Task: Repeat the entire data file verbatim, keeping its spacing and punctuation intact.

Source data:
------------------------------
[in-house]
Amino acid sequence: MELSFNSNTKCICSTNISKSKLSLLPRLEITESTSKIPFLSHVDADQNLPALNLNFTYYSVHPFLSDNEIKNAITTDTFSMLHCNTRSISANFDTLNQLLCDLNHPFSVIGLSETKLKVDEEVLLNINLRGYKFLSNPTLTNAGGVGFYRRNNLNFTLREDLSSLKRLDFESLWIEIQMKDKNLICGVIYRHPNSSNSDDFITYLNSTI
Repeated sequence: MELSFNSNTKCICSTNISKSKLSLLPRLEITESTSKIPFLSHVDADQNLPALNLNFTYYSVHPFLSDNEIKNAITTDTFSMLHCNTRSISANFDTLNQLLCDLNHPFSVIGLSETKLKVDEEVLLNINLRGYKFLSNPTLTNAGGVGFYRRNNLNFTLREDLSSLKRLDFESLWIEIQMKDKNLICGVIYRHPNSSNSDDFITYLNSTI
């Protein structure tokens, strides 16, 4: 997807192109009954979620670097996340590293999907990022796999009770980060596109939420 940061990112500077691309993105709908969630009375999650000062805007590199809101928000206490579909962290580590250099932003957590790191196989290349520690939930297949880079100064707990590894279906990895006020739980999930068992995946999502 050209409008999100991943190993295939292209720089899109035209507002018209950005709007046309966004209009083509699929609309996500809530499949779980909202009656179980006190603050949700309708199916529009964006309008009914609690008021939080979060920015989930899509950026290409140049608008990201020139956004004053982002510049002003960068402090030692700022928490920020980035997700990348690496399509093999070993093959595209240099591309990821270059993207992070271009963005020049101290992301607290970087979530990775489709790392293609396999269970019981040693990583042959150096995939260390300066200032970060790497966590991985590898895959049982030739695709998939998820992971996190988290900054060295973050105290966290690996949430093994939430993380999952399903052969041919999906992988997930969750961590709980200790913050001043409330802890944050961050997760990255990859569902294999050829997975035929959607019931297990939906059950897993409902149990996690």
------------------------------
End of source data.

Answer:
[in-house]
Amino acid sequence: MELSFNSNTKCICSTNISKSKLSLLPRLEITESTSKIPFLSHVDADQNLPALNLNFTYYSVHPFLSDNEIKNAITTDTFSMLHCNTRSISANFDTLNQLLCDLNHPFSVIGLSETKLKVDEEVLLNINLRGYKFLSNPTLTNAGGVGFYRRNNLNFTLREDLSSLKRLDFESLWIEIQMKDKNLICGVIYRHPNSSNSDDFITYLNSTI
Repeated sequence: MELSFNSNTKCICSTNISKSKLSLLPRLEITESTSKIPFLSHVDADQNLPALNLNFTYYSVHPFLSDNEIKNAITTDTFSMLHCNTRSISANFDTLNQLLCDLNHPFSVIGLSETKLKVDEEVLLNINLRGYKFLSNPTLTNAGGVGFYRRNNLNFTLREDLSSLKRLDFESLWIEIQMKDKNLICGVIYRHPNSSNSDDFITYLNSTI
């Protein structure tokens, strides 16, 4: 997807192109009954979620670097996340590293999907990022796999009770980060596109939420 940061990112500077691309993105709908969630009375999650000062805007590199809101928000206490579909962290580590250099932003957590790191196989290349520690939930297949880079100064707990590894279906990895006020739980999930068992995946999502 050209409008999100991943190993295939292209720089899109035209507002018209950005709007046309966004209009083509699929609309996500809530499949779980909202009656179980006190603050949700309708199916529009964006309008009914609690008021939080979060920015989930899509950026290409140049608008990201020139956004004053982002510049002003960068402090030692700022928490920020980035997700990348690496399509093999070993093959595209240099591309990821270059993207992070271009963005020049101290992301607290970087979530990775489709790392293609396999269970019981040693990583042959150096995939260390300066200032970060790497966590991985590898895959049982030739695709998939998820992971996190988290900054060295973050105290966290690996949430093994939430993380999952399903052969041919999906992988997930969750961590709980200790913050001043409330802890944050961050997760990255990859569902294999050829997975035929959607019931297990939906059950897993409902149990996690």